On a farm, sur­rounded by jun­gle, but not ex­actly rough­ing it

The hill­top re­sort Bel­campo of­fers ad­ven­ture for food­ies, an­glers and the eco-con­scious alike

The Washington Post Sunday - - TRAVEL - BY CHRIS SAN­TELLA Spe­cial to The Wash­ing­ton Post

With no nearby rel­a­tives, my wife, Dei­dre, and I don’t get many op­por­tu­ni­ties for ro­man­tic get­aways sans daugh­ters. So when my mother-in-law vol­un­teered to babysit for a long week­end in May so we could cel­e­brate our an­niver­sary, we jumped at the chance. Dei­dre wanted some­place warm. I wanted to do a lit­tle fly-fish­ing. She didn’t want to be stuck sit­ting on the beach all day while I fished.

Af­ter a con­sul­ta­tion with Jim Klug at Yel­low Dog Fly­fish­ing Ad­ven­tures (a travel agency that books many an­glers into Belize), we ar­rived at what seemed like a per­fect com­pro­mise — Bel­campo Belize Lodge. It turns out it was no com­pro­mise at all. Bel­campo sits on a hill­top five miles in­land from the fish­ing vil­lage of Punta Gorda in south­ern Belize, not far from the Gu­atemalan bor­der. The re­sort — which in­cludes a main lodge and 16 suites set along the hill­side — is in the midst of a vast rain­for­est, home to a host of an­i­mals, in­clud­ing howler mon­keys, tapirs, jaguars and more than 250 bird species, such as the keel-billed tou­can, slaty-tailed tro­gon and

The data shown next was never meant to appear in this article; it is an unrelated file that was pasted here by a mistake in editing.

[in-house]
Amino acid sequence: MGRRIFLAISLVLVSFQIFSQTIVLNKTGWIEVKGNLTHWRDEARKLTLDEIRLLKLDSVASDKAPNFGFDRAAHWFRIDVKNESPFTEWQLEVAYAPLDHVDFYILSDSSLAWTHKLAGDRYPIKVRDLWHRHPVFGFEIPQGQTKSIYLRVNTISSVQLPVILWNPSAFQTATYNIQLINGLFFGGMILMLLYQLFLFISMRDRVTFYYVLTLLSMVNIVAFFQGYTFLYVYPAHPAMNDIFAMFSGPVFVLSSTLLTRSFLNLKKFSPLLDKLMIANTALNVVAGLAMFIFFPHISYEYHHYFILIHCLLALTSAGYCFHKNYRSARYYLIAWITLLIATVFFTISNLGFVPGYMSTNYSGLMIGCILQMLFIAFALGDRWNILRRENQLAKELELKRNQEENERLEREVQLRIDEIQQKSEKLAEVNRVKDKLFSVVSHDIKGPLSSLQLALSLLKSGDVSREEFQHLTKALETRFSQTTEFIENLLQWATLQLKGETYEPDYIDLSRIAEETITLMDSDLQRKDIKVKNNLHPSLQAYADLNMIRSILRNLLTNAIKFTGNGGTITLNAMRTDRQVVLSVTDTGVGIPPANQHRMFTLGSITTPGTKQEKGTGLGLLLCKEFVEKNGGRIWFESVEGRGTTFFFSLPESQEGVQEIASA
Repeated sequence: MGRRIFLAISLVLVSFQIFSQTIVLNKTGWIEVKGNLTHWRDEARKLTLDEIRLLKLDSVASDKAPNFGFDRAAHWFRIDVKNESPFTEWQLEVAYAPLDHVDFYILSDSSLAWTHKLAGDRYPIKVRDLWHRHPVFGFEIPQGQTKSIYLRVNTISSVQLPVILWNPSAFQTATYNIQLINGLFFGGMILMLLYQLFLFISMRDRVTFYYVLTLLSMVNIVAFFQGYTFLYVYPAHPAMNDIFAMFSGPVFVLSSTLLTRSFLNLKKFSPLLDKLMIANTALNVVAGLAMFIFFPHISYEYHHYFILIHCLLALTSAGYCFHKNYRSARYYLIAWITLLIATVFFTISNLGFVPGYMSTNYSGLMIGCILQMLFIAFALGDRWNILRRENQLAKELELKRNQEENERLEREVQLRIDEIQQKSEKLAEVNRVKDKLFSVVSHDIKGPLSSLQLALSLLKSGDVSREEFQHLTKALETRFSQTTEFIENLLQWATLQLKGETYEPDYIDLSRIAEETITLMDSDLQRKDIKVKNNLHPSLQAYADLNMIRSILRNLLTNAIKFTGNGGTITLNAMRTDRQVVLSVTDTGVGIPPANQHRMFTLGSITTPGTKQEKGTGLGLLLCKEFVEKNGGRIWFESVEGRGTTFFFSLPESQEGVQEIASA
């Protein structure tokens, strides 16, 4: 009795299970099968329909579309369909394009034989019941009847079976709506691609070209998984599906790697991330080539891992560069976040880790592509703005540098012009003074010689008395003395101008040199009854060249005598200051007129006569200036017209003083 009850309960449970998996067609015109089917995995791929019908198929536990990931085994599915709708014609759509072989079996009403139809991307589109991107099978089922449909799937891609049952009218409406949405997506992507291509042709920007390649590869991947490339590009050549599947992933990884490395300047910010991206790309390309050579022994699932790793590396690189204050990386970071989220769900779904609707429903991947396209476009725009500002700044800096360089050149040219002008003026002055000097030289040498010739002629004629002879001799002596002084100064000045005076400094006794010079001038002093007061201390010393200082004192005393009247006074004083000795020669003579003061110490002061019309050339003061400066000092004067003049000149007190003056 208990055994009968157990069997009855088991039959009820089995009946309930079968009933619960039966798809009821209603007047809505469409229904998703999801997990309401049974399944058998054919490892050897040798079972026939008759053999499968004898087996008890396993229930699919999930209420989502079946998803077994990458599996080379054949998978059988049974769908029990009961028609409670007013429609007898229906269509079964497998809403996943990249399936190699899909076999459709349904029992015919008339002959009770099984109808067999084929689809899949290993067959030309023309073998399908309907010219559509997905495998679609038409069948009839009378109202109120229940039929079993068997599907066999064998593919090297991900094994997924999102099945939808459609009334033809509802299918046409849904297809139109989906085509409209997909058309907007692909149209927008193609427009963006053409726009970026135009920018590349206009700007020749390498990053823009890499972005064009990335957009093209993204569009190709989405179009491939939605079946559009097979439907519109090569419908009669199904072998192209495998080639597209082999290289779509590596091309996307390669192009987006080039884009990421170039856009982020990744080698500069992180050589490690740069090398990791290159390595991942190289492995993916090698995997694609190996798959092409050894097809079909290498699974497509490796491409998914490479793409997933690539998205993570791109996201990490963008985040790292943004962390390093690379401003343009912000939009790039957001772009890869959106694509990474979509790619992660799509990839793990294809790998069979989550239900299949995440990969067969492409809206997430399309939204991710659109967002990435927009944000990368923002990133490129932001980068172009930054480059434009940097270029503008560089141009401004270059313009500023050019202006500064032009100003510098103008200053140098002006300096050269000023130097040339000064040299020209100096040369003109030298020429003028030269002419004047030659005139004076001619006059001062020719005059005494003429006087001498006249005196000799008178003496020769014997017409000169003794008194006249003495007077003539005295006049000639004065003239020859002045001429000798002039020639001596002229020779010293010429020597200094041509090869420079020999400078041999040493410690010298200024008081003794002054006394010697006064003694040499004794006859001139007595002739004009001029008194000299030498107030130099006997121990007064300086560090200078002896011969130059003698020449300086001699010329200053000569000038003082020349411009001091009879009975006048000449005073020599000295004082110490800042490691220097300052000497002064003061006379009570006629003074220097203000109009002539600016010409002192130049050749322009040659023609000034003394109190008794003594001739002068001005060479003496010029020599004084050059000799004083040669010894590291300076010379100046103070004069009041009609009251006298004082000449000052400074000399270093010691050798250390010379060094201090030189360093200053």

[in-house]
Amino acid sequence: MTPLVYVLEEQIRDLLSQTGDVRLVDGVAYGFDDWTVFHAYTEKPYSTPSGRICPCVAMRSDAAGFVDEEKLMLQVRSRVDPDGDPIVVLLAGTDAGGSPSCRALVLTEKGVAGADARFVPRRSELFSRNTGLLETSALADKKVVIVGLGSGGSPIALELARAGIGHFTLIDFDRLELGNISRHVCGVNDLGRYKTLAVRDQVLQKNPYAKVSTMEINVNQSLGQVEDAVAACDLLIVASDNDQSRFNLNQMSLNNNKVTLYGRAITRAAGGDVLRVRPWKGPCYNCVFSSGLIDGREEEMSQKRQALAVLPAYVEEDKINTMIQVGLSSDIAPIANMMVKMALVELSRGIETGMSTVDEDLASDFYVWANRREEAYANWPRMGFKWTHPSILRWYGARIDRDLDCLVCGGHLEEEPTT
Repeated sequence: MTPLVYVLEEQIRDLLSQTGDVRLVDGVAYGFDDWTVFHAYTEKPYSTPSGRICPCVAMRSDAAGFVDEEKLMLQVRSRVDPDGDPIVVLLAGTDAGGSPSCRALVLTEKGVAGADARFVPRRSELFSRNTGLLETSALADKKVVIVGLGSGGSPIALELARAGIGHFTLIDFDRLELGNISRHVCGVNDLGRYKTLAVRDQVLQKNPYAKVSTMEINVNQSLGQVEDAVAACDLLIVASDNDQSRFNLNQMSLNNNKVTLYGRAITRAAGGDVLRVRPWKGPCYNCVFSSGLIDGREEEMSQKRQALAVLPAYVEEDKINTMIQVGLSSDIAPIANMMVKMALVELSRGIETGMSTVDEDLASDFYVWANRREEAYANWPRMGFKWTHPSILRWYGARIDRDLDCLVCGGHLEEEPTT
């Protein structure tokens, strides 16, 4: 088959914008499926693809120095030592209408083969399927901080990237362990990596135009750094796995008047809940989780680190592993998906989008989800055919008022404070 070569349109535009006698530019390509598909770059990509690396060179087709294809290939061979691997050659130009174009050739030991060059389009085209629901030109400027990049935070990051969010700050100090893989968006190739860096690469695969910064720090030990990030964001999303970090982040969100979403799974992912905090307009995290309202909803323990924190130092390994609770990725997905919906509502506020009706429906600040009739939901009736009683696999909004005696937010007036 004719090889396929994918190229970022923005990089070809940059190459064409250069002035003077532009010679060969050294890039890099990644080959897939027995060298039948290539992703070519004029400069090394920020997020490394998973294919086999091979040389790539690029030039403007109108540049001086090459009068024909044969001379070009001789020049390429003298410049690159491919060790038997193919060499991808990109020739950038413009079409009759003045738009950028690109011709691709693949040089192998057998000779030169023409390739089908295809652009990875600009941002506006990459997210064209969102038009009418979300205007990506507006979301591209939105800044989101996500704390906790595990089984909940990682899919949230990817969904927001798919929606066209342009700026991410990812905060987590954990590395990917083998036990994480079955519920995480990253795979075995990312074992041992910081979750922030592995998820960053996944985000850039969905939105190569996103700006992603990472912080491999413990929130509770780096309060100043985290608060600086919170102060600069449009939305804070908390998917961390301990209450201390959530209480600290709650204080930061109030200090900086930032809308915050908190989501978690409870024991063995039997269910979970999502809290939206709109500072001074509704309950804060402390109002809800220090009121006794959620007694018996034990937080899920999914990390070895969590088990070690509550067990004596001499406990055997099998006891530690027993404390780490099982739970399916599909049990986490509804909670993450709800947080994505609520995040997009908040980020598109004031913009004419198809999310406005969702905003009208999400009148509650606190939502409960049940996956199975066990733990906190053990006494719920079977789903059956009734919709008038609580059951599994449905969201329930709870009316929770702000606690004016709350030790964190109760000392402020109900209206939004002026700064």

brown-hooded par­rot. (Some 12,000 acres of in­tact jun­gle sur­round the re­sort, put in pro­tec­tion by Bel­campo’s own­ers as a na­ture re­serve.) Sev­eral hun­dred acres of jun­gle be­low the lodge have been cleared to make way for Bel­campo’s or­ganic farm, where 50 va­ri­eties of fruit and veg­eta­bles are grown, and pigs, chick­ens and lambs are raised. More than 80 per­cent of the food that’s served at Bel­campo is har­vested from the farm, and it’s served fresh; as Chef Re­nee Everett put it, “99.9 per­cent of the veg­gies we serve were in the ground this morn­ing.” Bel­campo is also plant­ing over 7,000 ca­cao plants on the hill­sides sur­round­ing the farm, and it will soon be har­vest­ing sugar cane, which will soon pro­vide raw ma­te­rial for a rum dis­tillery that’s be­ing built on the prop­erty.